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From war victim to aid worker

Bosnia, May 15, 1992: The civil war in Bosnia has been ongoing since the beginning of April, and Sarajevo is under heavy siege. On this day, the Bosnian civil war is about to reach the country's third largest and most multicultural city, Tuzla.

Selma Antic Photo: Johannes Müller
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One of Selma and her team's most important tasks is providing Explosive Ordnance Risk Education (EORE) to children. Photo: NPA
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A boy uses a Russian tank as a jungle gym in a bombed-out Sarajevo in 1996, just after the war. Photo: ODD ANDERSEN/EPA/NTB

Lack of food and water

It will take three years before Selma sees daylight again.

"We lived in the basement 24 hours a day from May 1992 to May 1995. We didn't go to school, and we barely had food or water. The air quality was very poor as dust and pollution seeped in from all the bombing outside. Eventually, it became very crowded due to more refugees arriving, including many women and children from Srebrenica," she says.

Tuzla was practically closed shut during the war, so it was impossible to flee or access humanitarian aid.

"The markets and store shelves were empty, but luckily my mother worked at a factory before the war, where she got the hold on industrial oil that we mixed in with the little food we had, like potatoes, onions and rice," says Selma.

While mother and daughter stayed put in the basement, Selma's father was on guard outside. The family's apartment was situated on the 10th floor of the building and was damaged in shelling several times during the war. Partly due to the fact that Majevica hill, where fierce trench battles were fought, was situated less than a kilometre away.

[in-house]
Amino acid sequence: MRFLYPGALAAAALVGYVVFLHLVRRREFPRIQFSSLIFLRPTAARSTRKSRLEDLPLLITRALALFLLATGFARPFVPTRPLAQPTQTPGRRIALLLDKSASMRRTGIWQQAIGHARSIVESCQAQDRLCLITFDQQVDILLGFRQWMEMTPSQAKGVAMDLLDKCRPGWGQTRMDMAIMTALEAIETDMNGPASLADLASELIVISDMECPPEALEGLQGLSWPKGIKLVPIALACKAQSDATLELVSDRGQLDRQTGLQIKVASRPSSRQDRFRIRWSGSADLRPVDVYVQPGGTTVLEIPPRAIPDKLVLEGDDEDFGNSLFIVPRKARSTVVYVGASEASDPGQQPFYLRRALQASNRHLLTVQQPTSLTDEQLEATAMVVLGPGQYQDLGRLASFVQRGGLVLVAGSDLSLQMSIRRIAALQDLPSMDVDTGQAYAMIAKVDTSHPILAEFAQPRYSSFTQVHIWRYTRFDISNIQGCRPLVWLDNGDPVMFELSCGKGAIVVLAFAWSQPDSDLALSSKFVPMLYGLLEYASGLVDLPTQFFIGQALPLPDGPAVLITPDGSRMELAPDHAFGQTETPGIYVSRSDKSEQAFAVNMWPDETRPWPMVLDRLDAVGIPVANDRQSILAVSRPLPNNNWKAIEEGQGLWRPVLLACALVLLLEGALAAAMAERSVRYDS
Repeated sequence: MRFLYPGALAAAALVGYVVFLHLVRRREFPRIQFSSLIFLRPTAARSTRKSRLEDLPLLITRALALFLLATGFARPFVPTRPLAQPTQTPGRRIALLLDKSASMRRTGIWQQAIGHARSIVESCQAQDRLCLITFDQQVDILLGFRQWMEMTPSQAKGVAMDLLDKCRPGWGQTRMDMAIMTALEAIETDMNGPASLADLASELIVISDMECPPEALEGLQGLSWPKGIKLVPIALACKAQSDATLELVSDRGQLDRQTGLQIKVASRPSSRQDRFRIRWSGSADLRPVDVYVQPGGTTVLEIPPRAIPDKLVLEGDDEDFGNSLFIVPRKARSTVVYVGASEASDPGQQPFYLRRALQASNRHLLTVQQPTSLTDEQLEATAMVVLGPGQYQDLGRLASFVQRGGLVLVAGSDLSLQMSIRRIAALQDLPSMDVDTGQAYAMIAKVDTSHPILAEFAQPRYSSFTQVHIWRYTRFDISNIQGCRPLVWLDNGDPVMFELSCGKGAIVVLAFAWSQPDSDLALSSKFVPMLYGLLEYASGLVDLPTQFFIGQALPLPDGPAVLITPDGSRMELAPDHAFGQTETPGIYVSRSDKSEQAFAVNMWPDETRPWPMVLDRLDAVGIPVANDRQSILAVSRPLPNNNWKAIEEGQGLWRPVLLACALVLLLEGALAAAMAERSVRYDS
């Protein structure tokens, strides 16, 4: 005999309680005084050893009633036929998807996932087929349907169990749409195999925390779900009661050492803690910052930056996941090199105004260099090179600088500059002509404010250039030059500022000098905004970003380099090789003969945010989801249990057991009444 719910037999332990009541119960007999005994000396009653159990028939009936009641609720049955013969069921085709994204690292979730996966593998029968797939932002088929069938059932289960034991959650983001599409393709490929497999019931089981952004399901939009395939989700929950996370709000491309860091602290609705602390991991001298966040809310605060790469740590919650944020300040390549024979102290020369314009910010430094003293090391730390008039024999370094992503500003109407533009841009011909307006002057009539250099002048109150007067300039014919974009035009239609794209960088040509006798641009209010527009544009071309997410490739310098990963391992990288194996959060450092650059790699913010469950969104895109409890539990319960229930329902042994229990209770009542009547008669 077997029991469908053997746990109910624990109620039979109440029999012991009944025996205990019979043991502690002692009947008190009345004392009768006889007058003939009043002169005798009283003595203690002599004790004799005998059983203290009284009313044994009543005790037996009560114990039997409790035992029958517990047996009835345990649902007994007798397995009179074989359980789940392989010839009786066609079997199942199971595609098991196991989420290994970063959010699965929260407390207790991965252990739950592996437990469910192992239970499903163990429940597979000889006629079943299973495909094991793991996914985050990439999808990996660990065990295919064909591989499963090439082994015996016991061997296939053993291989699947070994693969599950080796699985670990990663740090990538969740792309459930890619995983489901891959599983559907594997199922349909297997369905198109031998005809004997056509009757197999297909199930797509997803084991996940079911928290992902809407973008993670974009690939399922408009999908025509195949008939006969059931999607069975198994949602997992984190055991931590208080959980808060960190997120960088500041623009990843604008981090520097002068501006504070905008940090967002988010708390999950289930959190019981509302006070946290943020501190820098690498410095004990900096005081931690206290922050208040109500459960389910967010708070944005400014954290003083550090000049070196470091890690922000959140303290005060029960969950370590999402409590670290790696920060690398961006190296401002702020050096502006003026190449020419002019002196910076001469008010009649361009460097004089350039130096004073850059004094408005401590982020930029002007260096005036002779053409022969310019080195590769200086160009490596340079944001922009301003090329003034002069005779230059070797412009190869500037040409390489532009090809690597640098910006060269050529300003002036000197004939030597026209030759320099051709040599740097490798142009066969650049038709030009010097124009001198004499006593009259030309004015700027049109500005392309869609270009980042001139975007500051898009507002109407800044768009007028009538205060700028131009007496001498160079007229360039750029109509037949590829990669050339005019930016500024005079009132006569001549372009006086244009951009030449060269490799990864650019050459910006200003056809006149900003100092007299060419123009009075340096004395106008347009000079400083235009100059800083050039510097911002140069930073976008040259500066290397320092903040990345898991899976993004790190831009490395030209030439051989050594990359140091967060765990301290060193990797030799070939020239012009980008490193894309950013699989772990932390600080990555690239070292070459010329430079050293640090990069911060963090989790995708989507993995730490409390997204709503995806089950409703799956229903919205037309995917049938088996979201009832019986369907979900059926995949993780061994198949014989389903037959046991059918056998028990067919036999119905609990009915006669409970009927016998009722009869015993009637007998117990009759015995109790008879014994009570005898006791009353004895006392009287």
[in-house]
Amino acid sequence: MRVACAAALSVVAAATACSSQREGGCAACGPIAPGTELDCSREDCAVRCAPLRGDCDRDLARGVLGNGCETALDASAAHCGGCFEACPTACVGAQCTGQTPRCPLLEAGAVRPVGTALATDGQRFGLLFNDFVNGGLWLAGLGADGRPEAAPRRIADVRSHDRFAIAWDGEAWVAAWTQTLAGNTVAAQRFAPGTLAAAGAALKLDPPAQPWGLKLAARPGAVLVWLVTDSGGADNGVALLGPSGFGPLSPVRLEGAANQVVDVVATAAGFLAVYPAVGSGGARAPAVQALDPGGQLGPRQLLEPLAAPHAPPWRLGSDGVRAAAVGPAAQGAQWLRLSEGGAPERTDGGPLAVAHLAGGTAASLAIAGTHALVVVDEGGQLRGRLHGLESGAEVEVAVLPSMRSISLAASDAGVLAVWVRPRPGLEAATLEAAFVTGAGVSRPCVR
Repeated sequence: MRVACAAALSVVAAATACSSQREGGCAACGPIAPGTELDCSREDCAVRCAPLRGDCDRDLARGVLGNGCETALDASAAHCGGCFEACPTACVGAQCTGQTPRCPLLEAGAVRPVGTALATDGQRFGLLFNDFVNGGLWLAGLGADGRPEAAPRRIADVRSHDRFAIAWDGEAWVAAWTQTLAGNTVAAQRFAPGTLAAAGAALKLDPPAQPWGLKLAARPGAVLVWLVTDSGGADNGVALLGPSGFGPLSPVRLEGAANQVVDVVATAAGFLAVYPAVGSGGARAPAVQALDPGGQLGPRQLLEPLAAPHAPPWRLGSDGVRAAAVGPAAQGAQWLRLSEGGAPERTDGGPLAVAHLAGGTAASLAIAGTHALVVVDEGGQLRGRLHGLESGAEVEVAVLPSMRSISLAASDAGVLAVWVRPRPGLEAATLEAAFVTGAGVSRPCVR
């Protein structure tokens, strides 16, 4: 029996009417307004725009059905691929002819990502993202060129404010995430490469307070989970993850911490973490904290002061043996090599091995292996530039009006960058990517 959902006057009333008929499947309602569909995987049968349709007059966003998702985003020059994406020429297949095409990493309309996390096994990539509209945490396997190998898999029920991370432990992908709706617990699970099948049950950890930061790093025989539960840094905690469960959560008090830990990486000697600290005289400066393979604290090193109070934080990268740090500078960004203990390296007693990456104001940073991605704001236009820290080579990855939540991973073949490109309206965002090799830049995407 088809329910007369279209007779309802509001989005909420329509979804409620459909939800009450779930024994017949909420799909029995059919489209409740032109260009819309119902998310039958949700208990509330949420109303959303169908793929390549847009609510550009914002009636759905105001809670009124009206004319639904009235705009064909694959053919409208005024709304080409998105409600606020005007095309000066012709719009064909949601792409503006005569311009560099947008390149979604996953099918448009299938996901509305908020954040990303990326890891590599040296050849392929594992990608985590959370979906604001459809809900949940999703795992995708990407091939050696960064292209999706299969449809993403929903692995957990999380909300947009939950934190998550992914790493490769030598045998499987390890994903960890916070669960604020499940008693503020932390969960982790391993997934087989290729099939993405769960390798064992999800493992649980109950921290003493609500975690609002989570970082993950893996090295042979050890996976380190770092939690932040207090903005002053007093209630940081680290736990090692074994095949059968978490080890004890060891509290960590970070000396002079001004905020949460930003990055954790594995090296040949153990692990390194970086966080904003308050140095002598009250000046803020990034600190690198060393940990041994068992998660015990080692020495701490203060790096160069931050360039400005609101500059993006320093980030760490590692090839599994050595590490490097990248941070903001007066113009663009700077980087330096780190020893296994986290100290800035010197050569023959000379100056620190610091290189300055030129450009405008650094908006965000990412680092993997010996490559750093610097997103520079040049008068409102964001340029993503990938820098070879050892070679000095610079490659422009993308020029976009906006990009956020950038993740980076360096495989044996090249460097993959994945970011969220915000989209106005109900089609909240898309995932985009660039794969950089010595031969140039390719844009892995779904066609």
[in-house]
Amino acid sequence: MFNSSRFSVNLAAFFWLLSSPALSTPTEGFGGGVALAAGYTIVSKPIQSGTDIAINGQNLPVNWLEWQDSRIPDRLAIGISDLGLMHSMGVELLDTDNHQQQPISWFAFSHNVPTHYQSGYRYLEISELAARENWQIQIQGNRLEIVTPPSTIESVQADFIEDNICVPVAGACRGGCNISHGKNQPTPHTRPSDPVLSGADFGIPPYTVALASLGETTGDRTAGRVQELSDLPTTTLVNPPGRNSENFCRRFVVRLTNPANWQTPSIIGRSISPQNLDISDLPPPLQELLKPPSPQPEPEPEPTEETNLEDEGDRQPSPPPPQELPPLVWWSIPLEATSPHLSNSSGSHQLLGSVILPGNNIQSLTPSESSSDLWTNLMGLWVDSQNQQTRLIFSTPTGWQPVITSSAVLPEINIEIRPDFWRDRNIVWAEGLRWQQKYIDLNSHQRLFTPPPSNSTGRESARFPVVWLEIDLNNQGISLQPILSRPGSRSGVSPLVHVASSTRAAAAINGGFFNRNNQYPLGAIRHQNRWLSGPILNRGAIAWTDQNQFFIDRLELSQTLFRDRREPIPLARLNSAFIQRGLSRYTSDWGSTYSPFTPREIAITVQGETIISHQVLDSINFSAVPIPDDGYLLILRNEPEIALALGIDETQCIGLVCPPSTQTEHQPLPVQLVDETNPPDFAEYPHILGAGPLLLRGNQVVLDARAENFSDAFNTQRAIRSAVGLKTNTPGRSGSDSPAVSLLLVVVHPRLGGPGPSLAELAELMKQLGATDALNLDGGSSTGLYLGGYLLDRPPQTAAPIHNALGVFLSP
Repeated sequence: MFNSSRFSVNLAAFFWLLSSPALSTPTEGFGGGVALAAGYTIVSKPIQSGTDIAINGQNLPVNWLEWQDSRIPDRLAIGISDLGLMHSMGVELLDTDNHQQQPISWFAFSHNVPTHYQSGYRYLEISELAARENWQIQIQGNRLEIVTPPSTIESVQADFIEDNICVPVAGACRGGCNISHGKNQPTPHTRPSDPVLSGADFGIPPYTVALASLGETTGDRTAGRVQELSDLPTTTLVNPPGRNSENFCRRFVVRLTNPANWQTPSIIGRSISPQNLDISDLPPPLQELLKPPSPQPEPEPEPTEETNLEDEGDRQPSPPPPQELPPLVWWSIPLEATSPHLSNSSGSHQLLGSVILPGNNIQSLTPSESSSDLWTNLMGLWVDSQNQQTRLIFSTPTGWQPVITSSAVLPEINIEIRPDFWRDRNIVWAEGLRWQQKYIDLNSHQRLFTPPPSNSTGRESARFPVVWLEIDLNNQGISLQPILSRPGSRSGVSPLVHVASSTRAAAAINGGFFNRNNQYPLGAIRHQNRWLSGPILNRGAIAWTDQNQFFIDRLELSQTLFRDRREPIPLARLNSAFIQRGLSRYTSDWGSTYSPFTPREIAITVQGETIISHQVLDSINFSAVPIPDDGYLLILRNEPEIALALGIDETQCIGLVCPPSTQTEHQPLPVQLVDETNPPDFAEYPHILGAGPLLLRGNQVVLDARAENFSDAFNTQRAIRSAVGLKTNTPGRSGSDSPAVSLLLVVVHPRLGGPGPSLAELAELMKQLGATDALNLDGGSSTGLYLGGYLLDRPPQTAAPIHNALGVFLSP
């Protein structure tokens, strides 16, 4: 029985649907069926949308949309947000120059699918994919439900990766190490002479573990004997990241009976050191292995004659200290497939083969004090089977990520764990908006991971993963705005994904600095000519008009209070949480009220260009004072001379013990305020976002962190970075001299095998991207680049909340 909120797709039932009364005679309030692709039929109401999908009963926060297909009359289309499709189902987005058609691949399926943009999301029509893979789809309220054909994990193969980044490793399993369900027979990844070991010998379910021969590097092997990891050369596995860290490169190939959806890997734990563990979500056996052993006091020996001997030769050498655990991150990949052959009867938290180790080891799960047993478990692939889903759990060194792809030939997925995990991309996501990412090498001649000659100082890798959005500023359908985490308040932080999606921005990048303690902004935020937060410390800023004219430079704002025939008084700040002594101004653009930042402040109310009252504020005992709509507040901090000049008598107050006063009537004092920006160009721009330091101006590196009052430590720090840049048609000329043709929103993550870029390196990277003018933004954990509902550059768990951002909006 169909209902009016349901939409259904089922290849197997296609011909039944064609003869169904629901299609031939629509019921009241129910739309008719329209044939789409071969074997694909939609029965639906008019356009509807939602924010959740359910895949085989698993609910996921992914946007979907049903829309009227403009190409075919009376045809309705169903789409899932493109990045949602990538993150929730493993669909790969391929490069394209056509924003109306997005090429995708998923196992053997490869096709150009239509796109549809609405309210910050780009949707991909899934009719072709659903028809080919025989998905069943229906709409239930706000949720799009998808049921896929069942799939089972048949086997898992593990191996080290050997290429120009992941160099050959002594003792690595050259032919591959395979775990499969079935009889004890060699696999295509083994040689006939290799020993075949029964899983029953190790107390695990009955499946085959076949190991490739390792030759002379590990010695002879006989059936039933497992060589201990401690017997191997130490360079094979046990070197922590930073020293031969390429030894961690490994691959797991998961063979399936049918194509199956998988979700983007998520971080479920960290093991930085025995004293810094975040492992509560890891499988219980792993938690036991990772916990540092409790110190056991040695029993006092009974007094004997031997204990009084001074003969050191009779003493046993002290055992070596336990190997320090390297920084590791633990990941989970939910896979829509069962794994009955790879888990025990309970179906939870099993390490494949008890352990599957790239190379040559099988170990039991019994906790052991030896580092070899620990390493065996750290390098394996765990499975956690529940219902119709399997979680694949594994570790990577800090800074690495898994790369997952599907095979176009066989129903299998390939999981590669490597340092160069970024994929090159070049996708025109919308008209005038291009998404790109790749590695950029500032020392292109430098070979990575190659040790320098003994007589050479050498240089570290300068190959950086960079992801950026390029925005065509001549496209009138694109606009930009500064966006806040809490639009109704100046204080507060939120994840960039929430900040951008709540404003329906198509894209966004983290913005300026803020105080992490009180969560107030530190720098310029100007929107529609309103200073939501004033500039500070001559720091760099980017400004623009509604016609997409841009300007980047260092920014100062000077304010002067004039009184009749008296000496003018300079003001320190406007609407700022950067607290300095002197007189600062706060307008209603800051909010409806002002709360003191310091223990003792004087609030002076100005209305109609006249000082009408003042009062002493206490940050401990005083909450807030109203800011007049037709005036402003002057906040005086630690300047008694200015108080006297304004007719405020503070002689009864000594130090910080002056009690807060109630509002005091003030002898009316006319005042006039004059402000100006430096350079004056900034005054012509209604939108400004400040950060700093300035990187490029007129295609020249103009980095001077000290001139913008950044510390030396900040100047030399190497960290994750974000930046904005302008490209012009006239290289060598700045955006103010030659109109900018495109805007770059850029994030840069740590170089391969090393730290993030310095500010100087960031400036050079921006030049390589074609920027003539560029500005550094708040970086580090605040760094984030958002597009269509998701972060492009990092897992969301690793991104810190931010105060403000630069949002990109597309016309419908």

From war victim to aid worker

For the past 20 years, Selma Antic has worked in the field for NPA's Mine Action and Disarmament programme in Bosnia and Herzegovina. 30 years after the war, Bosnia is still one of the countries in Europe that are worst hit by landmines and cluster bombs.

NPA established the country program in 1996, just after the war had ended. Today, around 140 employees work in the programme. They come from different ethnical backgrounds, and many were soldiers during the war.

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Selma was only 12 years old when the war started. Photo: Private
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Demanding working conditions for deminers from Norwegian People's Aid clearing a bombed-out building in Grbavica, a suburb of Sarajevo in 1997 Photo: ANJA NIEDRINGHAUS/ EPA/NTB/
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Selma Antic has worked for Norwegian People's Aid for 20 years, and can't count how many friendships she has made through her job over the years. Photo: Kristian Skeie.